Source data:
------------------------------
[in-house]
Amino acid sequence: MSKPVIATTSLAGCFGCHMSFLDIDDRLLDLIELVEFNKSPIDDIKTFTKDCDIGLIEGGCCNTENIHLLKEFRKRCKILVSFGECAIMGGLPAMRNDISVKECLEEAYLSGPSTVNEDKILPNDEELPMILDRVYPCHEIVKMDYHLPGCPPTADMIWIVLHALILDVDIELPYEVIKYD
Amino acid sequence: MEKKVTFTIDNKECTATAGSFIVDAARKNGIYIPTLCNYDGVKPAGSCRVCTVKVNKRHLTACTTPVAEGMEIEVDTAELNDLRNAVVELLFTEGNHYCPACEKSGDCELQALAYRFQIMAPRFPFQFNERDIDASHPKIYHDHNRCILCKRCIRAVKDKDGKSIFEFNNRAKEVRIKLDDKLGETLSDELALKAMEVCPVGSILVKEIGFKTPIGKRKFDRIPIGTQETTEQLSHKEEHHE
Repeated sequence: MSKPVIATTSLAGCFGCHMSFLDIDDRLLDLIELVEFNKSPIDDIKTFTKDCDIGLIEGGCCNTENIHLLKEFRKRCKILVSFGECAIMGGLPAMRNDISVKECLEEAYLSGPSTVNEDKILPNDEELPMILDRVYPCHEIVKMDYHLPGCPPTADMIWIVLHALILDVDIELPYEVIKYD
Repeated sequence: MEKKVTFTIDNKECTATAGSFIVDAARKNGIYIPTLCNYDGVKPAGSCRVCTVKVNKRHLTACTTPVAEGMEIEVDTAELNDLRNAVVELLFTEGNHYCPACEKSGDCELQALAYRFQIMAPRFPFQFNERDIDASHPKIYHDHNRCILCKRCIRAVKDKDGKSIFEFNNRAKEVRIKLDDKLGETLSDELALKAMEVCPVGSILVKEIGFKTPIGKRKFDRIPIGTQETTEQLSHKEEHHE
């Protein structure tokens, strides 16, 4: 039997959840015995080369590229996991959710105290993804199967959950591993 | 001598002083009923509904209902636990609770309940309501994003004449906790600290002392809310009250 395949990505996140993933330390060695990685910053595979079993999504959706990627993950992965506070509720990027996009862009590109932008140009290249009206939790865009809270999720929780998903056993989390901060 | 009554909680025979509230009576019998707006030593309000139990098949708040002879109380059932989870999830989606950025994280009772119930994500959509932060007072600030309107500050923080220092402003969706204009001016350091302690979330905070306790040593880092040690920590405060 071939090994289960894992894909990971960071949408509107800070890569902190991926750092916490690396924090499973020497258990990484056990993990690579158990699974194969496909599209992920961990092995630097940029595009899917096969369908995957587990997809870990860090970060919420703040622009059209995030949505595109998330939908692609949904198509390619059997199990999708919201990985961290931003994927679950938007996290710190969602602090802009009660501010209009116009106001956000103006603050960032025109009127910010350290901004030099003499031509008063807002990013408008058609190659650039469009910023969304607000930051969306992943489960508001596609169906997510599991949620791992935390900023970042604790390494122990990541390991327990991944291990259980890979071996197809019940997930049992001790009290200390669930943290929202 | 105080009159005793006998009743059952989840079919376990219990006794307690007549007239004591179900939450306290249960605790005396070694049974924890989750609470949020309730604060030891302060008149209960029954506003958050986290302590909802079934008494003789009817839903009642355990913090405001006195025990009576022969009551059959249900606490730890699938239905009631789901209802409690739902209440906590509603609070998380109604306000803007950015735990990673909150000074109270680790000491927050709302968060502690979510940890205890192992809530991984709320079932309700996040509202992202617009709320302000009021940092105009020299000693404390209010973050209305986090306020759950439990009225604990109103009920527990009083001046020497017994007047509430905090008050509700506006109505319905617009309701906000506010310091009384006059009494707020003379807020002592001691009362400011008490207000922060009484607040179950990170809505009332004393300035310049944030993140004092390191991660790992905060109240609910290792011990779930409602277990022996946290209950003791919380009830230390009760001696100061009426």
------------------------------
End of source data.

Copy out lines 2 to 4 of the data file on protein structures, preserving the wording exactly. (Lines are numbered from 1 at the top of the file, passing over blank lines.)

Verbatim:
Amino acid sequence: MSKPVIATTSLAGCFGCHMSFLDIDDRLLDLIELVEFNKSPIDDIKTFTKDCDIGLIEGGCCNTENIHLLKEFRKRCKILVSFGECAIMGGLPAMRNDISVKECLEEAYLSGPSTVNEDKILPNDEELPMILDRVYPCHEIVKMDYHLPGCPPTADMIWIVLHALILDVDIELPYEVIKYD
Amino acid sequence: MEKKVTFTIDNKECTATAGSFIVDAARKNGIYIPTLCNYDGVKPAGSCRVCTVKVNKRHLTACTTPVAEGMEIEVDTAELNDLRNAVVELLFTEGNHYCPACEKSGDCELQALAYRFQIMAPRFPFQFNERDIDASHPKIYHDHNRCILCKRCIRAVKDKDGKSIFEFNNRAKEVRIKLDDKLGETLSDELALKAMEVCPVGSILVKEIGFKTPIGKRKFDRIPIGTQETTEQLSHKEEHHE
Repeated sequence: MSKPVIATTSLAGCFGCHMSFLDIDDRLLDLIELVEFNKSPIDDIKTFTKDCDIGLIEGGCCNTENIHLLKEFRKRCKILVSFGECAIMGGLPAMRNDISVKECLEEAYLSGPSTVNEDKILPNDEELPMILDRVYPCHEIVKMDYHLPGCPPTADMIWIVLHALILDVDIELPYEVIKYD